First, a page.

The road used to end at the Coylet and to go farther north you either had to go around a coastal road or take a ferry up Loch Eck to where there was a road. I don't know if this picture is of the ferry, or of ships that used to just sail up the loch from the river to the south (they used to do tours on the loch as well), but whatever this pier was roughly opposite the hotel, as I recognize the shape of the mountains in the background (again with no trees on them).
It's hard to see it here, but those wagons have about 20 to 30 people each loaded on them. Travelling in comfort.
It rarely occurs to me just how old the Coylet Inn is - it's late 17th century from what I know, which means that it's 300 to 350 years old. When the inn was built, the ancestors of most Canadians were not in Canada - in my case they were in Scotland, Ireland, and England, with the bulk of them not even speaking English at the time and probably not yet converted from Catholicism to Protestantism.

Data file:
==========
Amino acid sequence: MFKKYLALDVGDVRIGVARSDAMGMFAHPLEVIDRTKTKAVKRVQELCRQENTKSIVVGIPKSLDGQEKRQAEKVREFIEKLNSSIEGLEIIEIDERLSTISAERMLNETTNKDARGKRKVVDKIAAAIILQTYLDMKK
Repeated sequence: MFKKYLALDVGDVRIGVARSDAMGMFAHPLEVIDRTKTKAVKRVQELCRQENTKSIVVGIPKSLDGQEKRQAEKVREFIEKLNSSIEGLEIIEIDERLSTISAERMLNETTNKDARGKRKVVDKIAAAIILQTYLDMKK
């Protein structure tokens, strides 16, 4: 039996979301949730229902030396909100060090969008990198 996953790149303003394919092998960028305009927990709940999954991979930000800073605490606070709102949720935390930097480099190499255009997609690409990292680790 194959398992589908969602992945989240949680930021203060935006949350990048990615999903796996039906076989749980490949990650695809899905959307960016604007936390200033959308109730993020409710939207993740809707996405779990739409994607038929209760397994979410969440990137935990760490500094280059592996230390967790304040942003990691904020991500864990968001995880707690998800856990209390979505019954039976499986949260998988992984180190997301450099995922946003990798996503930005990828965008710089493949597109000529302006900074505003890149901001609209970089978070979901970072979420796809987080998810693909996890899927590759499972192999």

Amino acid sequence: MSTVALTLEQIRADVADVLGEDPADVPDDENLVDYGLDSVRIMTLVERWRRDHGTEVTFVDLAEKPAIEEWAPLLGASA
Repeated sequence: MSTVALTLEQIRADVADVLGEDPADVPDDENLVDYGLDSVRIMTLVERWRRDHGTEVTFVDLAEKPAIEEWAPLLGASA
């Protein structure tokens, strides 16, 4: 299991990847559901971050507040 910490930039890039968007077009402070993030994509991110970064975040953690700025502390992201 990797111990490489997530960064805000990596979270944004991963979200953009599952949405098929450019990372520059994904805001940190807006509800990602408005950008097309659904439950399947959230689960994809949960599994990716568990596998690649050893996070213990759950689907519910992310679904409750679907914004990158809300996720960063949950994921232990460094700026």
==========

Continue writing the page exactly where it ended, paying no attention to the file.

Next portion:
The thing is, I've spent six months living and working in a building that's older than anything in PEI, but it doesn't feel old. Sure the staircase is small and quite steep, and the roof slopes in quite a bit in the upstairs, but the place doesn't remind me every day just how old it is. I'm not really sure what it would take for me to feel that it's old.
Saturday, April 21, 2007